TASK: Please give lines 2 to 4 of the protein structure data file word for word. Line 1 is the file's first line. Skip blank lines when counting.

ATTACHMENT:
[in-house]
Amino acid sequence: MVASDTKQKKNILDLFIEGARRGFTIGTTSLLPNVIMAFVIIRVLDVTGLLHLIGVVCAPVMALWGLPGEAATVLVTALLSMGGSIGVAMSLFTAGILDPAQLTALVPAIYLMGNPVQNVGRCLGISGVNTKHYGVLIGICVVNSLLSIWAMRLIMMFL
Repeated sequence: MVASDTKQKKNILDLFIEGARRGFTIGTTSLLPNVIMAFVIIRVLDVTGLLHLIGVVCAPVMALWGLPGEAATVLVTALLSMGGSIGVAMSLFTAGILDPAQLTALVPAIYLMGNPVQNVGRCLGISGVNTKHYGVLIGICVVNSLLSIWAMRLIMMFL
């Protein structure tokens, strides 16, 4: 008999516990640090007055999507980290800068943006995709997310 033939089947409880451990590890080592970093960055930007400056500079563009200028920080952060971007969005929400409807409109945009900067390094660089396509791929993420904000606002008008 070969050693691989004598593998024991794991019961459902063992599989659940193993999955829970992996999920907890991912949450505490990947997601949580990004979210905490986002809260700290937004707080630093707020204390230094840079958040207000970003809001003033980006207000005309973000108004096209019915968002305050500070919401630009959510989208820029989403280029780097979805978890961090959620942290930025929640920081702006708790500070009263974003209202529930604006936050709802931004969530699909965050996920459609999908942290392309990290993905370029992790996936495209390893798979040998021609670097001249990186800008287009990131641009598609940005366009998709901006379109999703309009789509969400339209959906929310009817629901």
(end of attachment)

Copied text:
Amino acid sequence: MVASDTKQKKNILDLFIEGARRGFTIGTTSLLPNVIMAFVIIRVLDVTGLLHLIGVVCAPVMALWGLPGEAATVLVTALLSMGGSIGVAMSLFTAGILDPAQLTALVPAIYLMGNPVQNVGRCLGISGVNTKHYGVLIGICVVNSLLSIWAMRLIMMFL
Repeated sequence: MVASDTKQKKNILDLFIEGARRGFTIGTTSLLPNVIMAFVIIRVLDVTGLLHLIGVVCAPVMALWGLPGEAATVLVTALLSMGGSIGVAMSLFTAGILDPAQLTALVPAIYLMGNPVQNVGRCLGISGVNTKHYGVLIGICVVNSLLSIWAMRLIMMFL
């Protein structure tokens, strides 16, 4: 008999516990640090007055999507980290800068943006995709997310 033939089947409880451990590890080592970093960055930007400056500079563009200028920080952060971007969005929400409807409109945009900067390094660089396509791929993420904000606002008008 070969050693691989004598593998024991794991019961459902063992599989659940193993999955829970992996999920907890991912949450505490990947997601949580990004979210905490986002809260700290937004707080630093707020204390230094840079958040207000970003809001003033980006207000005309973000108004096209019915968002305050500070919401630009959510989208820029989403280029780097979805978890961090959620942290930025929640920081702006708790500070009263974003209202529930604006936050709802931004969530699909965050996920459609999908942290392309990290993905370029992790996936495209390893798979040998021609670097001249990186800008287009990131641009598609940005366009998709901006379109999703309009789509969400339209959906929310009817629901």